US 4066074 A
A protective guard for areas of the shin bone and other parts of the body comprises a flat plate of thermoplastic material mounted on a strip of wrapping material attached to one side of the plate with a flexible adhesive. The plate is formed to the configuration of the area by first heating it on a flat surface such as that of a hand iron. When heated sufficiently the plate may be bent or molded; a layer of insulating material such as a sock is placed over the area and the heated plate then pressed, using wrapping material, into configuration with the area. When cooled and again rigid the plate retains the shaped configuration and the wrapping is then secured about the leg, for example, to hold the plate over the area to be protected. A quick attaching effect is obtained by use of a wrapping material that clings to itself.
1. The method for providing a protecting guard for the shin area of the leg which comprises:
a. providing a thin plate of rigid thermoplastic material with a strip of strong, flexible wrapping material attached to one face thereof, the strip substantially covering the plate and having ends extending substantial distances beyond the plate,
b. heating the plate to a temperature at which it is sufficiently soft for forming,
c. placing a layer of soft insulating material over the area to be protected,
d. pressing the other face of the heated plate against the insulating material to make it conform to the shin area and retaining it in position until it cools and hardens in its bent form,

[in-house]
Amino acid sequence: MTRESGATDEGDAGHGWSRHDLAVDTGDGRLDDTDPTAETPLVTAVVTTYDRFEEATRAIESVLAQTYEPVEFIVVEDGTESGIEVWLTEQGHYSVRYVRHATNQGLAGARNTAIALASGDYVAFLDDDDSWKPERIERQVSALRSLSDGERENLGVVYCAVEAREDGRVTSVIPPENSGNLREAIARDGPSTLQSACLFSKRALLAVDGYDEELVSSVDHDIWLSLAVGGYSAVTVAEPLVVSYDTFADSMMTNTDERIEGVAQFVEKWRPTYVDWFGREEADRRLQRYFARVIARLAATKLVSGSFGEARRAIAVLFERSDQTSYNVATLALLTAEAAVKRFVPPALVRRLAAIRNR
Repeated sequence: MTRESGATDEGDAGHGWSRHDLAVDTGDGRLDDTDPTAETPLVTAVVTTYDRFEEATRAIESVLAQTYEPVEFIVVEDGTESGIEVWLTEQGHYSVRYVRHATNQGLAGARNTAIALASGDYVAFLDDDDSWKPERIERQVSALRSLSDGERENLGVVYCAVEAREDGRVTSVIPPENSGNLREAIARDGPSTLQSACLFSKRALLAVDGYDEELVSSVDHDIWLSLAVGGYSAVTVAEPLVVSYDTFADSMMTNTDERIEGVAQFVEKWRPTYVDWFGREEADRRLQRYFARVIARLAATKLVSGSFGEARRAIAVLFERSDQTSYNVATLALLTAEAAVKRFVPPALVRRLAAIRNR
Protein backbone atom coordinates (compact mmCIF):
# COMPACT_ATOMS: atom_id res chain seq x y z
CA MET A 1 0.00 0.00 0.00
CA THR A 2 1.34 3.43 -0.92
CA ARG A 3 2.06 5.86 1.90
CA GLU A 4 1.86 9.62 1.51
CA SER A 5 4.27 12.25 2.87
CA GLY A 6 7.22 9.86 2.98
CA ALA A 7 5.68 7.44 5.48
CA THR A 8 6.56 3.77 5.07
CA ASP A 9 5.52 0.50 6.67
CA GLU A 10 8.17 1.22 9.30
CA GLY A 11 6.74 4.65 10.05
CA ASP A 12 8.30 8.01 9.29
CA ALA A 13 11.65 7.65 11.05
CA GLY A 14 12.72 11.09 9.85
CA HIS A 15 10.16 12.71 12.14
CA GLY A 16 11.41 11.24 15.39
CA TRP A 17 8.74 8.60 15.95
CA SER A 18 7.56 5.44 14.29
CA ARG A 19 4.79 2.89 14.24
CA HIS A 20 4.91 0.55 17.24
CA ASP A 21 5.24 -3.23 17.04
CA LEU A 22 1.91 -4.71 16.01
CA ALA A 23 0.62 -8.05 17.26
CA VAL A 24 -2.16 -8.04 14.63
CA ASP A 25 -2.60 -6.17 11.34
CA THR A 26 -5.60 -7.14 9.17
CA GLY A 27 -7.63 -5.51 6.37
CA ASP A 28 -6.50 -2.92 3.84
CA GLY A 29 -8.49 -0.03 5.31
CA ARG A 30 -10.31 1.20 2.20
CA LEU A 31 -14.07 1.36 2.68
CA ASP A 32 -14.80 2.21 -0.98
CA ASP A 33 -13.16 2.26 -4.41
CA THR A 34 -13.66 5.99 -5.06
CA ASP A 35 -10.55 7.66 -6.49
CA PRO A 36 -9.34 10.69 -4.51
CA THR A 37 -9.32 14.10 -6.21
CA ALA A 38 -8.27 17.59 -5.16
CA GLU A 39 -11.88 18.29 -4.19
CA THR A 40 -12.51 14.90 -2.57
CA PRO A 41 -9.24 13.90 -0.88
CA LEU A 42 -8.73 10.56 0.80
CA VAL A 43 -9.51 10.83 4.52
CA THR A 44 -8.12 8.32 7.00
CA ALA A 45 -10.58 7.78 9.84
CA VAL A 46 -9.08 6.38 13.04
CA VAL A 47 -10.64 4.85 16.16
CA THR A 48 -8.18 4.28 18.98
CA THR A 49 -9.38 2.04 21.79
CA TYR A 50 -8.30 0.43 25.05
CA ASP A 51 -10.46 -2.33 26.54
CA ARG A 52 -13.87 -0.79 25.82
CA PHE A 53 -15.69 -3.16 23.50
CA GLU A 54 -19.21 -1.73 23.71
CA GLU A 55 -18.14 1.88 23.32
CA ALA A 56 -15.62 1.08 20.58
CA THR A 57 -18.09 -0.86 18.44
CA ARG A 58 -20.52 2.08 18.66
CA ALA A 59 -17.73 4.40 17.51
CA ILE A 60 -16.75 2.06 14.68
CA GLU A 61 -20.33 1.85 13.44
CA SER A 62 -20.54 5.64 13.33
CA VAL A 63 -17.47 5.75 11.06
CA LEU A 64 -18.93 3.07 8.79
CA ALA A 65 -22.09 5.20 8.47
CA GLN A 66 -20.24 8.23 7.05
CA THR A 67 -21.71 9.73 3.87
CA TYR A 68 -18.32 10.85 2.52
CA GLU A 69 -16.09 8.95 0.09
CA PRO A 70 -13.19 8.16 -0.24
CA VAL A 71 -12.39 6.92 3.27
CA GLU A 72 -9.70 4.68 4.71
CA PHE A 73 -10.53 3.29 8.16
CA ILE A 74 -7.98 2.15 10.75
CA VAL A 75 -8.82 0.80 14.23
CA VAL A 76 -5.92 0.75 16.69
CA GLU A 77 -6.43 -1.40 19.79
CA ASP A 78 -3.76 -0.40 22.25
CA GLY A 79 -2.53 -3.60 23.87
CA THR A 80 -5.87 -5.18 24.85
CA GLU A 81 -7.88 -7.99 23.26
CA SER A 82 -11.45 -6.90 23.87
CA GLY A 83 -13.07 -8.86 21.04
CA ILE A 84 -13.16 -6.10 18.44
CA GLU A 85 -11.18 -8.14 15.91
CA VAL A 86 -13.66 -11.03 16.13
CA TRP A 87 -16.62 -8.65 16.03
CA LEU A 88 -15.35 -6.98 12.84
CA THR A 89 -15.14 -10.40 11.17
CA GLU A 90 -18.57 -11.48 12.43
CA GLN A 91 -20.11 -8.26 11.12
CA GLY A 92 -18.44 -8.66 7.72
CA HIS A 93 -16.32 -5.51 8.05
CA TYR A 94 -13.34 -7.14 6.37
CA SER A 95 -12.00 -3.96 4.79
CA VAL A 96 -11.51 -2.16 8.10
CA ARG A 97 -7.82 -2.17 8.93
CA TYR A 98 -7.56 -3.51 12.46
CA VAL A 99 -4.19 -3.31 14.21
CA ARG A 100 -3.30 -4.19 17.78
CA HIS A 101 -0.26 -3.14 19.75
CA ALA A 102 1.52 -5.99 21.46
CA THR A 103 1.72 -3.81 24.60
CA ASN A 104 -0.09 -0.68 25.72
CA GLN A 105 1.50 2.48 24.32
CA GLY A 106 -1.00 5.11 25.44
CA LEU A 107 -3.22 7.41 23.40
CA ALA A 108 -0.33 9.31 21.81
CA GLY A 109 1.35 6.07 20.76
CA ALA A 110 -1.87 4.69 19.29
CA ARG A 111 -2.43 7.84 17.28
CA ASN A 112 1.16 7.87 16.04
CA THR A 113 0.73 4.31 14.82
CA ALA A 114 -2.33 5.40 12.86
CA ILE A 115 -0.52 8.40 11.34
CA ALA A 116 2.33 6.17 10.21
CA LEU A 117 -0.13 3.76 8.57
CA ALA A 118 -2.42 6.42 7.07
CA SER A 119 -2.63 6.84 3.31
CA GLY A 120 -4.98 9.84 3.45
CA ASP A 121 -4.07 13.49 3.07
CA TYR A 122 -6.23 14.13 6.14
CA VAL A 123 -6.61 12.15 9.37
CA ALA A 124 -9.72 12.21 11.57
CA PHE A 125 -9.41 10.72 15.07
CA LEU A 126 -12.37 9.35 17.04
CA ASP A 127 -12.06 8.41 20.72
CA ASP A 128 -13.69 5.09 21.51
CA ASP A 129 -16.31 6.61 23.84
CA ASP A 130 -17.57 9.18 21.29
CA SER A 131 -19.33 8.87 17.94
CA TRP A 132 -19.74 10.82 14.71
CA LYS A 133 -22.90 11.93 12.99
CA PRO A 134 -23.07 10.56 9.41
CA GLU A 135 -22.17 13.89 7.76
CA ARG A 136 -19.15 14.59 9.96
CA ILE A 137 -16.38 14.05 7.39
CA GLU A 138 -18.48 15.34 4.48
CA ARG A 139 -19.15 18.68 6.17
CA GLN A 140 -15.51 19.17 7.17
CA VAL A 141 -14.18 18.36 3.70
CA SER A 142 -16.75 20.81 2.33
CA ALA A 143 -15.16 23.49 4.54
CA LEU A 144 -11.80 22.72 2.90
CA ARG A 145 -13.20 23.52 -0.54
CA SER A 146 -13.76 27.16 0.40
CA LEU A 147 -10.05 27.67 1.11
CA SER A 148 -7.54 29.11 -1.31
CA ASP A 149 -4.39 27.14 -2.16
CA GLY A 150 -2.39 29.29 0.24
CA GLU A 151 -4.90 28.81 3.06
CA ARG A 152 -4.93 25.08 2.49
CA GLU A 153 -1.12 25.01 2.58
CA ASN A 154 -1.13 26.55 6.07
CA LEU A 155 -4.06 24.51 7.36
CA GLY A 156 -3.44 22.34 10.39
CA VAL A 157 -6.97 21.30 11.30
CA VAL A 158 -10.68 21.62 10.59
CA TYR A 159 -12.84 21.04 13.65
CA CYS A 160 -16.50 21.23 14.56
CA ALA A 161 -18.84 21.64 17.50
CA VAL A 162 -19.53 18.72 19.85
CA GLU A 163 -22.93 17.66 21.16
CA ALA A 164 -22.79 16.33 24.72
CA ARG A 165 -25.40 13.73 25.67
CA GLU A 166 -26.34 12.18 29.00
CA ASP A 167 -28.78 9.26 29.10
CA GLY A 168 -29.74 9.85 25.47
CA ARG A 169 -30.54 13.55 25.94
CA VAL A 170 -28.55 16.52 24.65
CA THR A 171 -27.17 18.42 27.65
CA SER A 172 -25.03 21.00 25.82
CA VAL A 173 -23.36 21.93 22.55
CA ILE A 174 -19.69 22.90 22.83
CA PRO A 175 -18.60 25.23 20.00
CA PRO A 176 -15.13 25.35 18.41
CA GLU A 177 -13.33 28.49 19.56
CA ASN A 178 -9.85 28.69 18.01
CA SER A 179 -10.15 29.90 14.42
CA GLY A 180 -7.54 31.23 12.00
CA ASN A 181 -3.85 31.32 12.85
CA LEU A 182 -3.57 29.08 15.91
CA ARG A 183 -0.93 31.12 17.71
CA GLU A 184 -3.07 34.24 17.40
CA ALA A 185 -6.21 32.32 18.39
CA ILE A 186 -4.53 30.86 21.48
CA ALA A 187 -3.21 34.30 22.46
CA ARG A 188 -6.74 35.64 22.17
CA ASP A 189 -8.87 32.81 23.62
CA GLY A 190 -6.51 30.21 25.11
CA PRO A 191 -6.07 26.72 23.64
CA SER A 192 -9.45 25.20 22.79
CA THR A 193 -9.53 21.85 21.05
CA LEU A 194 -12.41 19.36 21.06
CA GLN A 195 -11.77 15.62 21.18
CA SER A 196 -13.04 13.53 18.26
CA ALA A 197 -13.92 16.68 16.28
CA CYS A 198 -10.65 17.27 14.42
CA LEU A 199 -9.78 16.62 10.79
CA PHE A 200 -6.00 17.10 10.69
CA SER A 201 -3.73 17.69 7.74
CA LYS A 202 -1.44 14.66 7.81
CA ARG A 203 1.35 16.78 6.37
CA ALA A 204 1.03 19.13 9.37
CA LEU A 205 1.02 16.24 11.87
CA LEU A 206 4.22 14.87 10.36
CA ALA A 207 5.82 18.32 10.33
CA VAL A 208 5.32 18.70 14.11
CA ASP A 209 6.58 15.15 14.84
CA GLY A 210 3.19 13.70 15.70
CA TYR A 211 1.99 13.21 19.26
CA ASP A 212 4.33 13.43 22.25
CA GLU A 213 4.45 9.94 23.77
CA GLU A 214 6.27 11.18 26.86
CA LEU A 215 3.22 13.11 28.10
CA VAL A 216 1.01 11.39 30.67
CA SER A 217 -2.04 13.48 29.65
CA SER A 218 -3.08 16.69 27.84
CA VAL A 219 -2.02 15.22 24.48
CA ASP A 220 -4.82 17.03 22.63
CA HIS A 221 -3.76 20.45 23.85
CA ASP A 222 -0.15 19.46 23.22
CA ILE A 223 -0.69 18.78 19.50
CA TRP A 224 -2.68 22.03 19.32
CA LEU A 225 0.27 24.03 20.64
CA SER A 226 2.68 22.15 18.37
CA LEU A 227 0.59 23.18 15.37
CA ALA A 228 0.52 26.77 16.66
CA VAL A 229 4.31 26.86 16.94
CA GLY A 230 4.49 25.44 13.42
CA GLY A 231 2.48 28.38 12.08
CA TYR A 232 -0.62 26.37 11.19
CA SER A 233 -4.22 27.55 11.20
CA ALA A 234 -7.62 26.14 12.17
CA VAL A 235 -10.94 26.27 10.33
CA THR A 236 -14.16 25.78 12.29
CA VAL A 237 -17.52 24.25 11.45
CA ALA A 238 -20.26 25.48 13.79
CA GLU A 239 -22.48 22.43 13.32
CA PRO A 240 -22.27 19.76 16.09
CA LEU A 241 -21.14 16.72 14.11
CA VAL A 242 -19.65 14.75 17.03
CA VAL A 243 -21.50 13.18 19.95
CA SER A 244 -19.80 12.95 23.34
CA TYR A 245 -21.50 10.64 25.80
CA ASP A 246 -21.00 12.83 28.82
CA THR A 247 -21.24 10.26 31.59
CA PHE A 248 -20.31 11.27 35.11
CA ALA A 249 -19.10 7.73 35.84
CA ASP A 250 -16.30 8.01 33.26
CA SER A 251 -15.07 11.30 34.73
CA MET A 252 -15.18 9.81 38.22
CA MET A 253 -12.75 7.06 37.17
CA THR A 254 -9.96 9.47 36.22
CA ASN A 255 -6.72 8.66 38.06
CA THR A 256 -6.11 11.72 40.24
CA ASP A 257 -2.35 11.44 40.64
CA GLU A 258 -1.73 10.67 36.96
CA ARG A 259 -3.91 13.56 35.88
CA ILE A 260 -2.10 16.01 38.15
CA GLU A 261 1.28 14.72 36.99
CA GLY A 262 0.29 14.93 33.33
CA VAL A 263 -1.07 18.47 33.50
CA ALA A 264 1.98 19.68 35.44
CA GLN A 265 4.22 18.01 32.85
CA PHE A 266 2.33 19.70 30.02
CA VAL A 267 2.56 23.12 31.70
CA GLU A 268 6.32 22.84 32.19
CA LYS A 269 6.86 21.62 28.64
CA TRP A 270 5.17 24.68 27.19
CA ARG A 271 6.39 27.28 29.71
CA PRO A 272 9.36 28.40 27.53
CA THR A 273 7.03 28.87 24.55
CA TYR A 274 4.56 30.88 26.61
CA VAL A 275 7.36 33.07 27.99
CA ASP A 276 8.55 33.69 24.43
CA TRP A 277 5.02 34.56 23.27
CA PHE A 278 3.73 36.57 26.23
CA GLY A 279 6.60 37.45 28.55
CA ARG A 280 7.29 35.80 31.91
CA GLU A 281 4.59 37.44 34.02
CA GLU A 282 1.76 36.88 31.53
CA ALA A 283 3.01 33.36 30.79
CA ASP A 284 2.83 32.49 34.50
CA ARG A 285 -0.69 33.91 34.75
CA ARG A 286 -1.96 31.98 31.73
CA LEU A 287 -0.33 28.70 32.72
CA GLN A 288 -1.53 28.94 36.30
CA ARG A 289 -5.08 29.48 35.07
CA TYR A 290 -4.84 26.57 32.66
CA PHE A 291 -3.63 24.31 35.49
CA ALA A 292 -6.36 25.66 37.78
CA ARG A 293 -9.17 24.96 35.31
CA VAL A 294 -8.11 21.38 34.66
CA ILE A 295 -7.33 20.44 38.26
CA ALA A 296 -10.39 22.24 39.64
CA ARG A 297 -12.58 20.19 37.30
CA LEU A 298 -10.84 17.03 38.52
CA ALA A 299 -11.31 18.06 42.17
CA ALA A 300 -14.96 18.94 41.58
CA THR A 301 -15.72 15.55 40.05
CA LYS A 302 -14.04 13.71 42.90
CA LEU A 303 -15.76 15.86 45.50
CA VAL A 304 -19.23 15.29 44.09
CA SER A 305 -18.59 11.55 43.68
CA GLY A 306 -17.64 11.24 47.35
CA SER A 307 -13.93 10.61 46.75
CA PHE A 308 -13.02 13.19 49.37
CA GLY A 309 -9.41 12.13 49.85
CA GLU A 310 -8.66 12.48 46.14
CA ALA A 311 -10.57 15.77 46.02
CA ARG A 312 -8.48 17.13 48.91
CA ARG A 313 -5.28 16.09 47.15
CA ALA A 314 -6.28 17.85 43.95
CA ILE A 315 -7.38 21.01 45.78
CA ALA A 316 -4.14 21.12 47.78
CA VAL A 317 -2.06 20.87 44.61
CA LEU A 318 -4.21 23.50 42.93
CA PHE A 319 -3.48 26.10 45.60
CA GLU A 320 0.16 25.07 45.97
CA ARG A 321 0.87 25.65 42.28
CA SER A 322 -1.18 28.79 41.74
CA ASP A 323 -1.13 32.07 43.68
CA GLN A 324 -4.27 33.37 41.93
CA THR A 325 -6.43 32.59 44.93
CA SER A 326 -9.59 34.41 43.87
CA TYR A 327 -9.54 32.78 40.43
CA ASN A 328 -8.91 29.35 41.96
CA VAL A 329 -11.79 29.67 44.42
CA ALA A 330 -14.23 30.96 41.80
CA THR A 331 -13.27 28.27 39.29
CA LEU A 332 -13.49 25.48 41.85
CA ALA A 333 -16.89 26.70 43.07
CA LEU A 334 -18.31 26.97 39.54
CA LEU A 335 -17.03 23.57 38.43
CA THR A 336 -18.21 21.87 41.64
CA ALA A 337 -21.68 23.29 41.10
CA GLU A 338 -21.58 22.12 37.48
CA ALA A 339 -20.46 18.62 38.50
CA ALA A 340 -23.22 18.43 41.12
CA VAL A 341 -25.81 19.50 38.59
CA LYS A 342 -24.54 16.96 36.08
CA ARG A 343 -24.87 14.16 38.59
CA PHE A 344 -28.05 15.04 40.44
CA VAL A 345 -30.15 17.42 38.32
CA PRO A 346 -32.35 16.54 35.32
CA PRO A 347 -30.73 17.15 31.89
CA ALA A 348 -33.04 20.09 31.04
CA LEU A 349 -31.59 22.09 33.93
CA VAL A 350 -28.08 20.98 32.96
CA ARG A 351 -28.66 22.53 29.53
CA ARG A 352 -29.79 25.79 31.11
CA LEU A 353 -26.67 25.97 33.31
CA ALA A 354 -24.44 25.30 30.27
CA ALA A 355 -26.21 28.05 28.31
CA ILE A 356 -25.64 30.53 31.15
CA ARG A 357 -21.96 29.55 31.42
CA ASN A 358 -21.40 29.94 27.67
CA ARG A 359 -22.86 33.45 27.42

e. wrapping the flexible material strip about the leg and bringing the ends into overlapping contact, and
f. attaching the overlapping strip ends to one another to retain the conformed plate in position over the shin area to be protected.
2. The method of claim 1 wherein said flexible material has the property of adhering to itself and the attaching of said ends is effected by pressing the overlapped ends together.
3. The method of claim 1 wherein the step of pressing the heated plate against the insulated material is effected by pulling the wrapping material around the leg to urge the plate into the required shape over the area to be protected.
4. As an article of manufacture, a guard particularly suited for protecting the shinbone area of the leg comprising a thin flat rigid plate of thermoplastic material having the property of becoming moldable when heated and on cooling becoming rigid again and retaining the shape in which it cools, an elongated strip of strong highly flexible material securely attached to said plate in face engagement with one side thereof, said strip having a width about the same as that of said plate transverse to the strip and having a length sufficient to extend beyond both ends of said plate a distance sufficient for substantial overlapping the ends thereof when the strip is wrapped about a leg with said plate conforming to the shinbone area, and means for utilizing said strip to attach said plate in position over the selected area.